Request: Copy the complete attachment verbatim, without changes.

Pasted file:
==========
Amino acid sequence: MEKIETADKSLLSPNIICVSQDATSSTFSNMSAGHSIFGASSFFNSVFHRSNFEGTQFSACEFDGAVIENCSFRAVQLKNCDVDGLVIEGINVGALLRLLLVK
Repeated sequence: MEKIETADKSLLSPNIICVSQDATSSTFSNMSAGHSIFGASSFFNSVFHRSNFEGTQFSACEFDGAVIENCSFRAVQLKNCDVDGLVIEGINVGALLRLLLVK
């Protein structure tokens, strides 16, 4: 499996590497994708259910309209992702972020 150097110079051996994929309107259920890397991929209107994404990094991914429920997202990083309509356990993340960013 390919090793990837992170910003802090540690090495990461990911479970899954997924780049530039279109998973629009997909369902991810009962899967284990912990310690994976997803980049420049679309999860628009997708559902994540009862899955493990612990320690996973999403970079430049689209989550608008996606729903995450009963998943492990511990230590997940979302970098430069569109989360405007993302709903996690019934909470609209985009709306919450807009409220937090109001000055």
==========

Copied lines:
Amino acid sequence: MEKIETADKSLLSPNIICVSQDATSSTFSNMSAGHSIFGASSFFNSVFHRSNFEGTQFSACEFDGAVIENCSFRAVQLKNCDVDGLVIEGINVGALLRLLLVK
Repeated sequence: MEKIETADKSLLSPNIICVSQDATSSTFSNMSAGHSIFGASSFFNSVFHRSNFEGTQFSACEFDGAVIENCSFRAVQLKNCDVDGLVIEGINVGALLRLLLVK
């Protein structure tokens, strides 16, 4: 499996590497994708259910309209992702972020 150097110079051996994929309107259920890397991929209107994404990094991914429920997202990083309509356990993340960013 390919090793990837992170910003802090540690090495990461990911479970899954997924780049530039279109998973629009997909369902991810009962899967284990912990310690994976997803980049420049679309999860628009997708559902994540009862899955493990612990320690996973999403970079430049689209989550608008996606729903995450009963998943492990511990230590997940979302970098430069569109989360405007993302709903996690019934909470609209985009709306919450807009409220937090109001000055």